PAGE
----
La Morella Nuts: Mediterranean Nut Craft solutions for the world

La Morella Nuts will further expand in Europe and Asia Pacific as of today. North America’s expansion starts in 2021. With the new plans and the opening of its Global Center of Expertise for nuts, La Morella aims to provide solutions to brands and artisans across the world.

Fuel global innovation with opening global Center of Expertise

To provide solutions to brands and artisans the state-of-the art center in Reus, Spain, combines expertise in taste and texture, sourcing and sustainability, as well as application knowledge. The brand also welcomes academics and nuts associations to the Center to further develop and broaden the knowledge about nuts.

It offers an immersive virtual and physical journey from the Mediterranean nut orchards to the consumer application. With the use of the Nut Sensory Language customers learn how to differentiate taste, texture and flavour in nut experiences.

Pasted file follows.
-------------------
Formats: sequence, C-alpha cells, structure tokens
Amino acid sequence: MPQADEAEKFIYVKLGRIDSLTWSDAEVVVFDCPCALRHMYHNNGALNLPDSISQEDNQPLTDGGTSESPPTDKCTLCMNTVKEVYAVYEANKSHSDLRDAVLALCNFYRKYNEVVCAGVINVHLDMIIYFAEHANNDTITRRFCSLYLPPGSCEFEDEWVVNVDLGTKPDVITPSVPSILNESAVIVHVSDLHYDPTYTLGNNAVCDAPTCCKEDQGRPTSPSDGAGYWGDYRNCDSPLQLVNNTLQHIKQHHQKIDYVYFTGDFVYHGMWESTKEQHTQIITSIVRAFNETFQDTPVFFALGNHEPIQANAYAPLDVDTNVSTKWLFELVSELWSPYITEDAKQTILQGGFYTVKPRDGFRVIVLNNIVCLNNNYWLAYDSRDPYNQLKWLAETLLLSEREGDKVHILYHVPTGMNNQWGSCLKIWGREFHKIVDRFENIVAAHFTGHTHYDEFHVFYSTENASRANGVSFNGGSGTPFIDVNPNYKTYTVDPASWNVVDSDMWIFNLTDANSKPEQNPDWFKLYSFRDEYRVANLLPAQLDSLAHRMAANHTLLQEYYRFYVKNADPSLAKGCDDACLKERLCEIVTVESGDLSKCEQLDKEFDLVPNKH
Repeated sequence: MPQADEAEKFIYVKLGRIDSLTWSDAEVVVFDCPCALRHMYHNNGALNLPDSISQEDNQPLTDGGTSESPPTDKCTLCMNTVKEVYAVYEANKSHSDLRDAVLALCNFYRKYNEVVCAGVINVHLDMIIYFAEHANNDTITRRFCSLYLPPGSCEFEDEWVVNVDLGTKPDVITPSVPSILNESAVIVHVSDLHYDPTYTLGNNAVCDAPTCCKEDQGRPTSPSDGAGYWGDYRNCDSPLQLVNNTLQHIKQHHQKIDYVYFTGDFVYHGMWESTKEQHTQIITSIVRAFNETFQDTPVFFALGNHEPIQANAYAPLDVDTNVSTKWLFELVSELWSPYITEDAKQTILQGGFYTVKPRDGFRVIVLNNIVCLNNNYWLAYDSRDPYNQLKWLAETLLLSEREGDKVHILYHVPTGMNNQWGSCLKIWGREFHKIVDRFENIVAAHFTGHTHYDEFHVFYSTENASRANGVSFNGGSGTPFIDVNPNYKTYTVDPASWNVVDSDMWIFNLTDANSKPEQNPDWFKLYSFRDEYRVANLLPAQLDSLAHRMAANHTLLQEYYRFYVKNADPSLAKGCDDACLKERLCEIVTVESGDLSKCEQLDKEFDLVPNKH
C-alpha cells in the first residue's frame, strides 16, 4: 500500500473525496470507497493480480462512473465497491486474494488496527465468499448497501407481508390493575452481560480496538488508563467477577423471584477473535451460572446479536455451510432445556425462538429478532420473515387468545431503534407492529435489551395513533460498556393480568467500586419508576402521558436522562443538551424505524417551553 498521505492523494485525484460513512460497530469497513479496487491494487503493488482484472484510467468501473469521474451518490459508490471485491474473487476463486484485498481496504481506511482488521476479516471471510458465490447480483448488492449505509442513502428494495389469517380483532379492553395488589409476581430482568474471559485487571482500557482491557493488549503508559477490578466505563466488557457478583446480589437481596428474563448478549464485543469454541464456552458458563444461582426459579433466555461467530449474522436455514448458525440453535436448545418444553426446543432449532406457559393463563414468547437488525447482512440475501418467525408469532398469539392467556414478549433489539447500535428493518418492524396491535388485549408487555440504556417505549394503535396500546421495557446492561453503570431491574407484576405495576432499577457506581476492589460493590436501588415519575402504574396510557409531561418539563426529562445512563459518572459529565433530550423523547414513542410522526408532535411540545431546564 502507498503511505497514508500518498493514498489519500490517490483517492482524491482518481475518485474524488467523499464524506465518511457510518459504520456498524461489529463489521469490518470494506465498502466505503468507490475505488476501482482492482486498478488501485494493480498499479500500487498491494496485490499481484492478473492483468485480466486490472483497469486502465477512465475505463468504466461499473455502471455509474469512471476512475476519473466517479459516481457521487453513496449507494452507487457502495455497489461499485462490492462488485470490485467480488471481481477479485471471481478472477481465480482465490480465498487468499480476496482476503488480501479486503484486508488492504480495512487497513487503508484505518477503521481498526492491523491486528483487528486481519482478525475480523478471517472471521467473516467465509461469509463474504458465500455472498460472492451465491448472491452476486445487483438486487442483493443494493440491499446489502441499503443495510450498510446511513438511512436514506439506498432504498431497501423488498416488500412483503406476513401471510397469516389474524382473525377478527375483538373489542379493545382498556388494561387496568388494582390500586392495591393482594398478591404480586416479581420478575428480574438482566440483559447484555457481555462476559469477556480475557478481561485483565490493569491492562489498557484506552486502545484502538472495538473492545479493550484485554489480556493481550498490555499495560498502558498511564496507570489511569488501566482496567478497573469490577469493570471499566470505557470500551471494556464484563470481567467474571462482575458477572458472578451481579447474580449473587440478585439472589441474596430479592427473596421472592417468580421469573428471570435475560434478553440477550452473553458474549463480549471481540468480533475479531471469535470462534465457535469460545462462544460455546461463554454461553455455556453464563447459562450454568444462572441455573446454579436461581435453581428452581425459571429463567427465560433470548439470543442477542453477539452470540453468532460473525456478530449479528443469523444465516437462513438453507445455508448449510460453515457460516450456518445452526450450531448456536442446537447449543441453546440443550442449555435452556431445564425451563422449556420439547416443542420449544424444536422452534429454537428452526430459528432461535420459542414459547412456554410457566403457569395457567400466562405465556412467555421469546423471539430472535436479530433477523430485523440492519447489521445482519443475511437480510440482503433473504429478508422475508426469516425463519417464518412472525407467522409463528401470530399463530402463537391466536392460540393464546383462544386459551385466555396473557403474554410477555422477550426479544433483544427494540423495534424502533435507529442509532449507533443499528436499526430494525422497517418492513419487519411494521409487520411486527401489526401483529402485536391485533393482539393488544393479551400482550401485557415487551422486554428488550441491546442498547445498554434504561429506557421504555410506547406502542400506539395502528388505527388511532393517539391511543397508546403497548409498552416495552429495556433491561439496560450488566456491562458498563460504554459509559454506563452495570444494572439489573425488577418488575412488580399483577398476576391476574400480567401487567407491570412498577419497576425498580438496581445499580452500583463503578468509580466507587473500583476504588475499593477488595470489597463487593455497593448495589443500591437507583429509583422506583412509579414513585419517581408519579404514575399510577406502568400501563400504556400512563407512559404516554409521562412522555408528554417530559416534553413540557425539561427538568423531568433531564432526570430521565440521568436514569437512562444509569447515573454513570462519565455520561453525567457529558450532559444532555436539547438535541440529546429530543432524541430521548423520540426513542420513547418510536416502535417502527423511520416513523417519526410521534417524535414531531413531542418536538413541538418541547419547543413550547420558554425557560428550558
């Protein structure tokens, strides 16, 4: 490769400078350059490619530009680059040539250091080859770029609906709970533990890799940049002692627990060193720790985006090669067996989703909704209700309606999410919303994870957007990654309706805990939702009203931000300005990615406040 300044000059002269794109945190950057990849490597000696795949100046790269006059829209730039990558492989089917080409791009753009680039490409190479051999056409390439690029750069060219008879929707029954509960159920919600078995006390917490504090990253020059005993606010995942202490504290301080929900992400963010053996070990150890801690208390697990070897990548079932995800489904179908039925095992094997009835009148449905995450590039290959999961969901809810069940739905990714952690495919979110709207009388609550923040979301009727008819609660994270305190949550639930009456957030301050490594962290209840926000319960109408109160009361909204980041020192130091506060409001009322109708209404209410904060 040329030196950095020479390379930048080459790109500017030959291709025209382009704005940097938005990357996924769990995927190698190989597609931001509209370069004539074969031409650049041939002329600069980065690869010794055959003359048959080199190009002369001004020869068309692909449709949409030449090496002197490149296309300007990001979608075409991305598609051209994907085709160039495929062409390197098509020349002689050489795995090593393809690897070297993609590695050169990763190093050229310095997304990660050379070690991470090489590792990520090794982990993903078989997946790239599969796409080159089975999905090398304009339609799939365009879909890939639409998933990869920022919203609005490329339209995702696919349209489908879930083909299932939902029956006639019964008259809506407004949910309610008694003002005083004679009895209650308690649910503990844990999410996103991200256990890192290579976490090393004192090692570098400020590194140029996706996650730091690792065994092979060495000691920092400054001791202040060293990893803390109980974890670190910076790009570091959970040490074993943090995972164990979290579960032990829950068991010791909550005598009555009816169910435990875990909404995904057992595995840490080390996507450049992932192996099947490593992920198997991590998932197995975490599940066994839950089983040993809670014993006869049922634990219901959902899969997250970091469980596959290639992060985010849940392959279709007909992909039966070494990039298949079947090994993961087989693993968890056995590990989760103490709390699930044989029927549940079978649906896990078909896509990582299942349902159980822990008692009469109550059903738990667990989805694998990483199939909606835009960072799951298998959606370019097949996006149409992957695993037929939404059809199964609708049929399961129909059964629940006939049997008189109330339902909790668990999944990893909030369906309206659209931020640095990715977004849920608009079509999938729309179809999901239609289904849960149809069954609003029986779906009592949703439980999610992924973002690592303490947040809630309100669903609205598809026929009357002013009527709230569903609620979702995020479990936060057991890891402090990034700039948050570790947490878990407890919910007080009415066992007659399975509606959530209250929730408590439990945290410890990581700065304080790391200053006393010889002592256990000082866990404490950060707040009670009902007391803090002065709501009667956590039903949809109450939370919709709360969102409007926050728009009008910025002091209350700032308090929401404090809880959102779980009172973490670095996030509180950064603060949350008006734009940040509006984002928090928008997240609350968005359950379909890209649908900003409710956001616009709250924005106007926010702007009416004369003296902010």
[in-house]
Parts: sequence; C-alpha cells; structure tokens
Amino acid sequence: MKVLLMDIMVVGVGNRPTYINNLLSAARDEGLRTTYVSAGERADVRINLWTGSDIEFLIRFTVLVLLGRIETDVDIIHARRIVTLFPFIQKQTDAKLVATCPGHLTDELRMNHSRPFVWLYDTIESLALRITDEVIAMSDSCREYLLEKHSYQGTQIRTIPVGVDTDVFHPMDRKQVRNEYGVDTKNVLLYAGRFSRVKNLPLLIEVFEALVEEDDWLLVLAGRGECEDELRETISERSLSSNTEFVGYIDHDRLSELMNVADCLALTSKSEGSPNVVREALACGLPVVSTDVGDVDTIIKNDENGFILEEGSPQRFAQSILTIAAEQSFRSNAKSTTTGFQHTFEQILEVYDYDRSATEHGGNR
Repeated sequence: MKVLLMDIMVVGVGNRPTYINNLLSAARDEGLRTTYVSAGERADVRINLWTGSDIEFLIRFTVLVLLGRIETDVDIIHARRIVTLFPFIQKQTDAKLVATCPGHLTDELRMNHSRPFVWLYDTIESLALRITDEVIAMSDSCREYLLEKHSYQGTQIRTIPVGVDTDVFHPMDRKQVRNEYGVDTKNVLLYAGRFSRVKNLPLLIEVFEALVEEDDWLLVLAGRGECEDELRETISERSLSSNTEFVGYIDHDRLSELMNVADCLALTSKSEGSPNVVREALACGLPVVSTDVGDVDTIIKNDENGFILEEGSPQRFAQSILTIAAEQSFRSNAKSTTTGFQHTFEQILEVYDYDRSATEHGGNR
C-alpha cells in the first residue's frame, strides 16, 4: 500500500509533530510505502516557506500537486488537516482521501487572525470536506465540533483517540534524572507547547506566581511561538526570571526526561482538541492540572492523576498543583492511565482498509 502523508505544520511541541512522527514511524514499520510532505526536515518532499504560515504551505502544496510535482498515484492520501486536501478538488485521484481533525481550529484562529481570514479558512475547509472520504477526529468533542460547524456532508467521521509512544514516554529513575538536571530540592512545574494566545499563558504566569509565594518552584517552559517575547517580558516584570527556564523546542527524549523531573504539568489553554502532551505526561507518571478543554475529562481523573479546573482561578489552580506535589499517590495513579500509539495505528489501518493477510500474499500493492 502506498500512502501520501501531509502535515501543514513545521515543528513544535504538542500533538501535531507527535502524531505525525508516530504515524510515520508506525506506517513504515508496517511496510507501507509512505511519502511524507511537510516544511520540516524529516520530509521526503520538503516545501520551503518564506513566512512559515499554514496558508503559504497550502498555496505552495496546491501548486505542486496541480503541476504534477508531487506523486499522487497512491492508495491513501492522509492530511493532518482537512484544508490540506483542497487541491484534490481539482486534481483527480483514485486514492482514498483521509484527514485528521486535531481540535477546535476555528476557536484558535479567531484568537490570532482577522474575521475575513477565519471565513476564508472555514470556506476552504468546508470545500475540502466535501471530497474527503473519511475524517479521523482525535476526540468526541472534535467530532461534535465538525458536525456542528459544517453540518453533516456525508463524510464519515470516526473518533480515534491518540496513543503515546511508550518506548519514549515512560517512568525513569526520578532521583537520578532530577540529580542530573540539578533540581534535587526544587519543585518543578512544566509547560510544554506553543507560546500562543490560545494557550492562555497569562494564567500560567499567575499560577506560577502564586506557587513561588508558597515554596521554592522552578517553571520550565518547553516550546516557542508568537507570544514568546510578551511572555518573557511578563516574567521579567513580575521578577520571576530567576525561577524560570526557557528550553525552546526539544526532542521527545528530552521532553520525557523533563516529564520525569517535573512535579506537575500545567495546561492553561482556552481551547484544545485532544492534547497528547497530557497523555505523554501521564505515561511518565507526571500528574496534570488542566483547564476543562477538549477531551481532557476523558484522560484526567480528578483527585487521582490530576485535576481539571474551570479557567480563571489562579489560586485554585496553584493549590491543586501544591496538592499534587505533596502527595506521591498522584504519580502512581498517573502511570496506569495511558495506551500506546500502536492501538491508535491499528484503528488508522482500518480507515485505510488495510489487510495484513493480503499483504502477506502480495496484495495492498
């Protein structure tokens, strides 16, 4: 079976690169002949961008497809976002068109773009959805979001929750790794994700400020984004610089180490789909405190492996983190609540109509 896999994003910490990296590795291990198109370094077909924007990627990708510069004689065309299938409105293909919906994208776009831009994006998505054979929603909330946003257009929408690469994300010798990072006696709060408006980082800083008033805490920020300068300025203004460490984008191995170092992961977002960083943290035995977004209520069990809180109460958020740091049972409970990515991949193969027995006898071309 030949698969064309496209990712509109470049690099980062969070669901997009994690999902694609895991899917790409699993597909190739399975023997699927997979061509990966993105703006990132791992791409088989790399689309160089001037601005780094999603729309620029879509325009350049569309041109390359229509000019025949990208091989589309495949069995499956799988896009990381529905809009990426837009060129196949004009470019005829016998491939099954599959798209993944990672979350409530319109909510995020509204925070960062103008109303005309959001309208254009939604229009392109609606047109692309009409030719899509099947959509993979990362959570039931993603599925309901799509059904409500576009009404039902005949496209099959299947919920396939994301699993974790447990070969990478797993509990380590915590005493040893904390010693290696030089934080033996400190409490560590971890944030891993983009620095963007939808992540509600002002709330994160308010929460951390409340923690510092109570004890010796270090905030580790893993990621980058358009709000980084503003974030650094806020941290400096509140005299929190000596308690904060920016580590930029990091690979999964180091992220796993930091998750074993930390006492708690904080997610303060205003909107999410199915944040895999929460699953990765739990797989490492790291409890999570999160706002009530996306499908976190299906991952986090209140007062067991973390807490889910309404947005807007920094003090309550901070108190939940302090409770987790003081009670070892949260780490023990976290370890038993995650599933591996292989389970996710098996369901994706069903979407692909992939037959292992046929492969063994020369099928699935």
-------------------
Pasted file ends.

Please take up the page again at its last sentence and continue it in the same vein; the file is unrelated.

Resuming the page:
Wide palette of tastes with new specialty nut range

With decades of experience in Mediterranean Nut Craft, La Morella Nuts is known as a supplier of high quality nut products from caramelized pieces to roasted ground nut pastes. Leveraging its expertise, La Morella Nuts introduces an indulgent specialty nut range for plant-based beverages, snacks and frozen treats for brands and artisans. The range consists of a selection of fillings and nut pastes, also known as nut butters. It is made from almonds, pistachios, and hazelnuts, among other nuts. A wide palette of tastes is crafted thanks to several levels of roasting. The range is available dairy-free, single origin and organic upon request. The ingredients are available as of today throughout Europe and Asia Pacific. The nut brand plans to introduce a range in North America in the second half of 2021.